The deputy in Jefferson informs the sheriff that Lena has settled into the cabin on the Burden property, believing that it was the house Joe Brown promised he would provide for her and the baby. Byron Bunch, meanwhile, is camped out in a tent a short distance from the cabin. Concluding that Lena is harming no one, the sheriff decides to allow her to stay there.
At three o’clock in the morning, the sheriff is summoned by a man who reports that Joe Christmas went on a rampage at a black church twenty miles away. Thundering in and disrupting the service, Joe assaulted several church members and cursed God from the pulpit. The grandson of one of the elder members whom Joe punched rushed at Joe with a razor, but Joe knocked him out with a blow to the head. After having a cigarette out front in the dark, he ran off.
The posse of men with bloodhounds arrives at the church to try to track Joe down. They find a note, consisting solely of an expletive, addressed to the sheriff and left in the church. The men then go on a chase across the countryside, tracking the fugitive to a cabin where he changed shoes with the woman inside. The sheriff returns the group to a cotton house, but the search yields nothing.
On the run, Christmas loses track of what day it is, running until he collapses from exhaustion and sleeping where and when he can. Starving, he eats old, worm-ridden fruit and unripe corn that he picks in fields. In his delirium and bedraggled state, people recoil from him whenever he meets or passes them on the road or in the backcountry. One day, he asks a farmer’s wife what day it is; he gets an answer but is told to keep going away from the property. He has the dim recollection of a black family feeding him a full meal. Eventually, a young man in a wagon gives him a ride to Mottstown.
A strange old couple named the Hineses have lived in Mottstown for nearly thirty years. Mr. Hines, also known as Uncle Doc, once had a mysterious job in Memphis, but he lost it long ago and has never seemed to work again. The couple settled in a black section of Mottstown, and it seems that they are able to eat only because several black women take pity on them and bring food to their back door. Over the years, Mr. Hines has taken to preaching in rural black churches, where in his crazed, bombastic manner he counsels black parishioners to accept the superiority of whites.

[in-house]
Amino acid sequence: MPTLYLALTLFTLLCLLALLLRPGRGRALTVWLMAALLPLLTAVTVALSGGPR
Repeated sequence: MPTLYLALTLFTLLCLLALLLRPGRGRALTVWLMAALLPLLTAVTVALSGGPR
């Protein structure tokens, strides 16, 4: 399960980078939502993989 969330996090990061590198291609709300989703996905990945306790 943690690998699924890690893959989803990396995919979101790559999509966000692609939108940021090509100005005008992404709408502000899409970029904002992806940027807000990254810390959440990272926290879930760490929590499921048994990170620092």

On the day Joe Christmas is captured and brought to town, Mr. Hines breaks through the crowd and comes face to face with the fugitive. He attempts to strike Joe with his cane but is subdued and driven home. When the men walk the fatigued and catatonic Mr. Hines to his door, his wife is unusually curious about Joe Christmas, and the men begin to suspect that the couple once knew the prisoner. Once inside, Mrs. Hines asks her husband what he did more than thirty years ago with a baby belonging to a woman named Milly.
I think Joe Christmas' upbring is responsible for his complex behaviour in his adulthood. More often heredity creates individuals, but in the case of Joe Christmas its the environment in which lived that played a significant role in his creation. But what are the ramifications of Joe Christmas' biracial background?
I can't get past the ugly racism in this book. I'd like to think the racism belongs to the characters, but the author gives no reason for the reader to think it didn't belong to him as well.
1 out of 21 people found this helpful